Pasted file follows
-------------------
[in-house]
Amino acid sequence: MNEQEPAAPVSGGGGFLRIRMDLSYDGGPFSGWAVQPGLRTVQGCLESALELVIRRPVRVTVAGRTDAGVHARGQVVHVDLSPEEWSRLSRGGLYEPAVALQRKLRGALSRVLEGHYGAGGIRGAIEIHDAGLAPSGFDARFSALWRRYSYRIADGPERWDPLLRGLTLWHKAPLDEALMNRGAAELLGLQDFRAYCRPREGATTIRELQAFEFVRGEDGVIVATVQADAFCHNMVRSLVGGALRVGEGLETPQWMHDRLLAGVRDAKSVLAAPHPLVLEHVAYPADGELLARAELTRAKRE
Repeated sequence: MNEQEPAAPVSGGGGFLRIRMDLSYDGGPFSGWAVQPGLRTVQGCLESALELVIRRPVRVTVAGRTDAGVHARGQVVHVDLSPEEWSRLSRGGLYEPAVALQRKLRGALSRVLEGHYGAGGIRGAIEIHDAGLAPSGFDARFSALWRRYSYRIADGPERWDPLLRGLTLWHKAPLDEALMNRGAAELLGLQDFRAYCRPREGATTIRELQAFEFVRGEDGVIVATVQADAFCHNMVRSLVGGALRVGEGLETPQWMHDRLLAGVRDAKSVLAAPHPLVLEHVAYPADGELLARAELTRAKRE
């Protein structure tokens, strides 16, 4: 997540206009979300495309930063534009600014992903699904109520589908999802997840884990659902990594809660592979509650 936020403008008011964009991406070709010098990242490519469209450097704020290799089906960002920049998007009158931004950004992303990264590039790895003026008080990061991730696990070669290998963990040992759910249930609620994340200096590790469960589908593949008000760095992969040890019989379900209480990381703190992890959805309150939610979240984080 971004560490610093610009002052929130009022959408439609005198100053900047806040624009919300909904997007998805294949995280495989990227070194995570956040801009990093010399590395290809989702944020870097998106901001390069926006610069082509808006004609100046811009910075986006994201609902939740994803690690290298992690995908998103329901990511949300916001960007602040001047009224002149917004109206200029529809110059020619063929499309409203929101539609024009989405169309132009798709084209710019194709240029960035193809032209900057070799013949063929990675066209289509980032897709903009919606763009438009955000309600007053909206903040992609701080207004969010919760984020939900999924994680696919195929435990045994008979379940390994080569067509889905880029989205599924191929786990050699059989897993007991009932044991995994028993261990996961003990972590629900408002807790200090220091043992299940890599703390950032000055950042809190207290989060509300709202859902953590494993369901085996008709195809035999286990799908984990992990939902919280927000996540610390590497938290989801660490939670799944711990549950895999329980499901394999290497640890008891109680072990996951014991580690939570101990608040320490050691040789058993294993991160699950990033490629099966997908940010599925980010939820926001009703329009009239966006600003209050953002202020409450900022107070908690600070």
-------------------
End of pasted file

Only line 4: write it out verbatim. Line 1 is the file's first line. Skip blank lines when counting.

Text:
């Protein structure tokens, strides 16, 4: 997540206009979300495309930063534009600014992903699904109520589908999802997840884990659902990594809660592979509650 936020403008008011964009991406070709010098990242490519469209450097704020290799089906960002920049998007009158931004950004992303990264590039790895003026008080990061991730696990070669290998963990040992759910249930609620994340200096590790469960589908593949008000760095992969040890019989379900209480990381703190992890959805309150939610979240984080 971004560490610093610009002052929130009022959408439609005198100053900047806040624009919300909904997007998805294949995280495989990227070194995570956040801009990093010399590395290809989702944020870097998106901001390069926006610069082509808006004609100046811009910075986006994201609902939740994803690690290298992690995908998103329901990511949300916001960007602040001047009224002149917004109206200029529809110059020619063929499309409203929101539609024009989405169309132009798709084209710019194709240029960035193809032209900057070799013949063929990675066209289509980032897709903009919606763009438009955000309600007053909206903040992609701080207004969010919760984020939900999924994680696919195929435990045994008979379940390994080569067509889905880029989205599924191929786990050699059989897993007991009932044991995994028993261990996961003990972590629900408002807790200090220091043992299940890599703390950032000055950042809190207290989060509300709202859902953590494993369901085996008709195809035999286990799908984990992990939902919280927000996540610390590497938290989801660490939670799944711990549950895999329980499901394999290497640890008891109680072990996951014991580690939570101990608040320490050691040789058993294993991160699950990033490629099966997908940010599925980010939820926001009703329009009239966006600003209050953002202020409450900022107070908690600070």